Behmen (Nicolas Cage) and his old-timey bro Felson (Ron Perlman) are knights of the Crusades, which means most of what they do entails killing lots of people. In fact, after quick prologue where some witches are strung up, the movie gives you a sweet montage of epic, slow-motion battles. Not a bad way to begin a movie. After growing tired of the hypocrisy of the church, which compels them to kill innocent people in the name of god, the two knights desert their holy quest. The old friends walk the earth, only to find a land ravaged by a mysterious plague that leaves victims looking more silly than frightening. Less than a month later, Behmen and Felson are discovered, arrested, and forced to help transport an accused witch (Claire Foy) to a monastery for trial. A priest (Stephen Campbell Moore), a knight (Ulrich Thomsen), and a petty thief named Hagamar the Swindler (Stephen Graham) accompany them on their journey. The whole set up sounds like the beginning of a joke. Their crew also has a young hanger on, Kay (Robert Sheehan), who looks like a cross between James Franco and the guy who played Warren in “Empire Records”, only with scraggly, pubescent facial hair.

“Season of the Witch” fails miserably as a serious adventure film. It’s like a SyFy movie, where nothing quite looks real. The dirtiness and grime are never dirty, nor grimy enough to appear authentic. Think about a western where everyone has perfect teeth, or a post-apocalyptic movie where all the men are clean-shaven, and you’re on the right track. However, a few minutes in, you realize that’s not the movie they were trying to make. The cast, especially Perlman, is having a blast. He plays the entire film with a wink and a smirk, and delivers a constant stream of one-liners. And we’re talking Schwarzenegger in “Commando” or “Predator” one-liners. When Behmen remarks that they haven’t seen a soul all day, Felson replies, “Keep your souls, let me find a chicken.” Cage bug-eyes his way through the entire film, almost daring you to take it seriously. Everyone is well aware of how absurd this is, and instead of fighting it, the entire cast dives in headfirst and wallows in it’s own crapulence, which makes the film all the more delightful.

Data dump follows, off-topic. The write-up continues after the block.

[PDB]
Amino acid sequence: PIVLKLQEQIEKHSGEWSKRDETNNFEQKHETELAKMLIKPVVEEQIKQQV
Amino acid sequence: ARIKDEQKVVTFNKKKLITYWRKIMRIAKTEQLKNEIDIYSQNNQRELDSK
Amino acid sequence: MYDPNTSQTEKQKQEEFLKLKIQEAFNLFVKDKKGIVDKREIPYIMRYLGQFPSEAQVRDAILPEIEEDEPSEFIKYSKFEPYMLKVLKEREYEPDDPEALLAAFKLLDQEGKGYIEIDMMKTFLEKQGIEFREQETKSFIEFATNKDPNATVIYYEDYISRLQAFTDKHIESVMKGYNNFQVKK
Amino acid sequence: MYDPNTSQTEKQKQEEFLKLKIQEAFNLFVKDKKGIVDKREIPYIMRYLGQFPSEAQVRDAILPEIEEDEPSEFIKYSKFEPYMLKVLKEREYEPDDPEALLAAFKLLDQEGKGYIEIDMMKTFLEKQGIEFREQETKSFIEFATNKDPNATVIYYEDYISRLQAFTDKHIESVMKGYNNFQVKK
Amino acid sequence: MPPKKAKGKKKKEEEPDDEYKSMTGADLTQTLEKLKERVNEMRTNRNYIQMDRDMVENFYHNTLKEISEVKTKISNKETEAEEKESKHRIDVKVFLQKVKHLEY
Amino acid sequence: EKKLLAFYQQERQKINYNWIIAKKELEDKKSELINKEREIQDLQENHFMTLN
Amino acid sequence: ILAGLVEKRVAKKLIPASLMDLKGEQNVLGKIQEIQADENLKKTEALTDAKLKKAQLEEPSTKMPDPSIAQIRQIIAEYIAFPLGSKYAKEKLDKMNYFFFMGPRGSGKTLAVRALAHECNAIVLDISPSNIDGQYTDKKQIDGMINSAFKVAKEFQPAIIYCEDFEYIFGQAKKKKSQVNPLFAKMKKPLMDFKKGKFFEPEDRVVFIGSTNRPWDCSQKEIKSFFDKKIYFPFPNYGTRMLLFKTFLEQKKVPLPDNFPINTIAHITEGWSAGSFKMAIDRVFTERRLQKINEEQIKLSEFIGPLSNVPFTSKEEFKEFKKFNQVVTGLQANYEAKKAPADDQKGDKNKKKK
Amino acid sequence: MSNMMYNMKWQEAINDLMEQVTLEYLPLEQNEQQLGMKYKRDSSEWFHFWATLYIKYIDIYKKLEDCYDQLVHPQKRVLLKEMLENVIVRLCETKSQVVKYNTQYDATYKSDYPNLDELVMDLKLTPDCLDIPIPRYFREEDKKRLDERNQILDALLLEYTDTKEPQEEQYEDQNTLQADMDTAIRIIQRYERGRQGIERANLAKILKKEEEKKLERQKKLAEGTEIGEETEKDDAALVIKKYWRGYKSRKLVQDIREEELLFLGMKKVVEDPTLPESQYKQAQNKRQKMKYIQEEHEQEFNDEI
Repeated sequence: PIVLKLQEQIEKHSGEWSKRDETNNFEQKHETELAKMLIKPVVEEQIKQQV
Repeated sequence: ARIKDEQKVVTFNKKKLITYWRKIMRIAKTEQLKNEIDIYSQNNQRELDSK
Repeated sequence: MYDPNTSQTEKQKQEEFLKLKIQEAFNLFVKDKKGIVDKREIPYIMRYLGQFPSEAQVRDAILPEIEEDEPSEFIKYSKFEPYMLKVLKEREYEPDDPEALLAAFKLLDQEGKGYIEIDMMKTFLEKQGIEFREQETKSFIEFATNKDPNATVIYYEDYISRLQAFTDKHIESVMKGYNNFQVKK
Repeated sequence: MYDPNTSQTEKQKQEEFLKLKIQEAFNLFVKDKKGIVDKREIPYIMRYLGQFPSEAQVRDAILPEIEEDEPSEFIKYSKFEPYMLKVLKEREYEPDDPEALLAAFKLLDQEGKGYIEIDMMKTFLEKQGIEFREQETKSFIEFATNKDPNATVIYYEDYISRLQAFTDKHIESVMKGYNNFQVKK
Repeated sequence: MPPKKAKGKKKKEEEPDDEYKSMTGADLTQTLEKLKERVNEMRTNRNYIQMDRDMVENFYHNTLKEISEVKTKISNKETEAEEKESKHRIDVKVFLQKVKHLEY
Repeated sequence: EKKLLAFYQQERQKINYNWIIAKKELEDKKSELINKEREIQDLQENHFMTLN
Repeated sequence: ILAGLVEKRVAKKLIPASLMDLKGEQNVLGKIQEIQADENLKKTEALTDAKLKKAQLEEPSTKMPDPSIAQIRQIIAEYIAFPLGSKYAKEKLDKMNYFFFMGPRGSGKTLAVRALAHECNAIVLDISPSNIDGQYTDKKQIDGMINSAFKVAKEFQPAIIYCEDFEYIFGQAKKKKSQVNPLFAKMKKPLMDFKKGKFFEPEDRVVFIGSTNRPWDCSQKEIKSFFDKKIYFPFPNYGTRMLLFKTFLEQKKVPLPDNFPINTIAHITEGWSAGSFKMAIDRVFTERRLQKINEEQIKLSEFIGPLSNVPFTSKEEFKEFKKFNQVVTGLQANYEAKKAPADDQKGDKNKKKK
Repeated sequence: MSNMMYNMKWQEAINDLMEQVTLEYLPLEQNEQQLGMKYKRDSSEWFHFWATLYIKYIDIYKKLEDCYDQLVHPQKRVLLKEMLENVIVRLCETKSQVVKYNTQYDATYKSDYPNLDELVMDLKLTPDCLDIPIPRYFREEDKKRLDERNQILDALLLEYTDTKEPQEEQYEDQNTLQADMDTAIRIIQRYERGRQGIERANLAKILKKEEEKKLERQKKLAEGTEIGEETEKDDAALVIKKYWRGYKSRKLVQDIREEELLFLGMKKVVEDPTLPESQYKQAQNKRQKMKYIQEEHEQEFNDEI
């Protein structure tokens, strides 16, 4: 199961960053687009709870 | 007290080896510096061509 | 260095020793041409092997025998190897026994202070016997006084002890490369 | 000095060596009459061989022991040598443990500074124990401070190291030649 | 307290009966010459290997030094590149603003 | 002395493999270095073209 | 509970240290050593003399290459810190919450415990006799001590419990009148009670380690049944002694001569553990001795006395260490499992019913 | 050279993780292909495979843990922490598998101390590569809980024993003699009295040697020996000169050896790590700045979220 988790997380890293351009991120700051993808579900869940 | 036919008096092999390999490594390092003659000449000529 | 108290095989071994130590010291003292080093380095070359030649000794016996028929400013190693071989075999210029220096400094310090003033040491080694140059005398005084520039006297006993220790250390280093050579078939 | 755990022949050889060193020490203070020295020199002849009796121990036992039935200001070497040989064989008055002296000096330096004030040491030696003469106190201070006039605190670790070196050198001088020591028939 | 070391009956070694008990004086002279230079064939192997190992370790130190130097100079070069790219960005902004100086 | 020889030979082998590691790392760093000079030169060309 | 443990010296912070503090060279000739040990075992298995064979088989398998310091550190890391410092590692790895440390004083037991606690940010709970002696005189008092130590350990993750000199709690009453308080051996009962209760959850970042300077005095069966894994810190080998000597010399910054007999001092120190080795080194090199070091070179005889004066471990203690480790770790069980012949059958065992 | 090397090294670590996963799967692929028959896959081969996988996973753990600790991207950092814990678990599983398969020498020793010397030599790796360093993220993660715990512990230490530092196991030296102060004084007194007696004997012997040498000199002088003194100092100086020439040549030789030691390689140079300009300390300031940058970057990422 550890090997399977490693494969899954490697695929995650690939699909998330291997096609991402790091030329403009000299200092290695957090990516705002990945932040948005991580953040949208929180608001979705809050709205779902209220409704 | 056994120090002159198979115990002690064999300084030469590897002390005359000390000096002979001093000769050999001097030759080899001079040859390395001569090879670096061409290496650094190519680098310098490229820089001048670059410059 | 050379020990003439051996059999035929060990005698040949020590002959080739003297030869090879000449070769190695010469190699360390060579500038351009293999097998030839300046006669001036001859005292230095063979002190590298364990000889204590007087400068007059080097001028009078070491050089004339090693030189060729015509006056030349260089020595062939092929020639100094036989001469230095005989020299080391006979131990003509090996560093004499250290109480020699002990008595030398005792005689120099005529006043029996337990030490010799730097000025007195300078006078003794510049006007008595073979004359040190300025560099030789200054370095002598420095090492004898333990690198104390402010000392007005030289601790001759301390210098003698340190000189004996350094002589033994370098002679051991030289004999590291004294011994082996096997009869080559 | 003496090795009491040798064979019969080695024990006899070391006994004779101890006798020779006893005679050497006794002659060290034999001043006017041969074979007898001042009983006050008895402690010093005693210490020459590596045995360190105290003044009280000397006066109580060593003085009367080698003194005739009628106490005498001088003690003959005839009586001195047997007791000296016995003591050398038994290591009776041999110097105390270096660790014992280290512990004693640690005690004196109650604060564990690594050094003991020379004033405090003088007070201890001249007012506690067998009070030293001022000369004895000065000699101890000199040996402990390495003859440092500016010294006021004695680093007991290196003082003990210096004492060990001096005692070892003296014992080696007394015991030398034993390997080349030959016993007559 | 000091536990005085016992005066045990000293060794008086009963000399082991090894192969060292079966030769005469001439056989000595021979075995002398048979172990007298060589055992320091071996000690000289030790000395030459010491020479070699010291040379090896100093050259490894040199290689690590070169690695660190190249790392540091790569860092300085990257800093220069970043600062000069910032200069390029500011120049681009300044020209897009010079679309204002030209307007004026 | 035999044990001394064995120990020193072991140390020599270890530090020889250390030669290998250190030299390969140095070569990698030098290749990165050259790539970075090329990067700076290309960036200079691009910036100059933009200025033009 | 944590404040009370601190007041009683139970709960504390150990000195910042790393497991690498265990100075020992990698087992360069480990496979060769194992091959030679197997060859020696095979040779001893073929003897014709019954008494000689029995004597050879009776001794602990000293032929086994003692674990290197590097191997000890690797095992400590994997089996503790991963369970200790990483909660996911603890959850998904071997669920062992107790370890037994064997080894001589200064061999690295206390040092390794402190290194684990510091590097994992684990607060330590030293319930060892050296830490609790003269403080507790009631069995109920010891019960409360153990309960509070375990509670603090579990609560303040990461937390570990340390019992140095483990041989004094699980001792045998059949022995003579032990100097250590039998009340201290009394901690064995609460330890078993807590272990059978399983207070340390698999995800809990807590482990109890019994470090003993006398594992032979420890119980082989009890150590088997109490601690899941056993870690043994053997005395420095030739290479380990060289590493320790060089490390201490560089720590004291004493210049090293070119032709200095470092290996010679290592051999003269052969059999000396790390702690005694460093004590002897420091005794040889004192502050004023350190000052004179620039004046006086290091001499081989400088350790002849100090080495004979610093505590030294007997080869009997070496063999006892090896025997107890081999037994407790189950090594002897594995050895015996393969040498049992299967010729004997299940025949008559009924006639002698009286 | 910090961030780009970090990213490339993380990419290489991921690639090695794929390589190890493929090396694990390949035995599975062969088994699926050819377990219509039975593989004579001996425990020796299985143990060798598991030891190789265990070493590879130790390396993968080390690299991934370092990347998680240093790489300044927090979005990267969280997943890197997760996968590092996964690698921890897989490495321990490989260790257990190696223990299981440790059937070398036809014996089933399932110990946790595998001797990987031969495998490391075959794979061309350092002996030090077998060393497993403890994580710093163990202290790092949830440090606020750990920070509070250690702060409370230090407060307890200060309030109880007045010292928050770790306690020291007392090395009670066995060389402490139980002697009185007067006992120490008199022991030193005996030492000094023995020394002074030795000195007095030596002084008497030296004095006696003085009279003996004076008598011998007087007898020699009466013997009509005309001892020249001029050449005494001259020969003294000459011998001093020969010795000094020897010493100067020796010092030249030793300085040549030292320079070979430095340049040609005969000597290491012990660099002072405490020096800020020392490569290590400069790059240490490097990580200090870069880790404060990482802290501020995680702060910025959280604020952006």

The pace bogs down for a bit in the middle, where the story attempts to get dire and grave, but fortunately, you are never far removed from a fight scene, Ron Perlman cracking wise, or the story becoming so overly serious that the only rational response is to raucous laughter. By the time you get to the climax, “Season of the Witch” has fully descended into madness. Without spoiling things, just know that this includes winged demons, zombie monks, and back-to-back “Jaws” and “Ghostbusters” references. You can almost tell the exact moment where they gave up trying to be serious and decided to get rad instead.

Somehow “Season of the Witch” survives a mediocre premise, poorly executed CGI, and questionable acting. Watching it will require some giant leaps of faith, and drinking a little bit during a viewing will only enhance the experience, but it is way more fun than you ever expected it to be. It’s cheesy and dumb, but it’s also bat-shit crazy and really entertaining. If you want to be amused for 90 minutes, watch “Season of the Witch”, you’ll come out of the experience laughing and loving Ron Perlman more than you already should.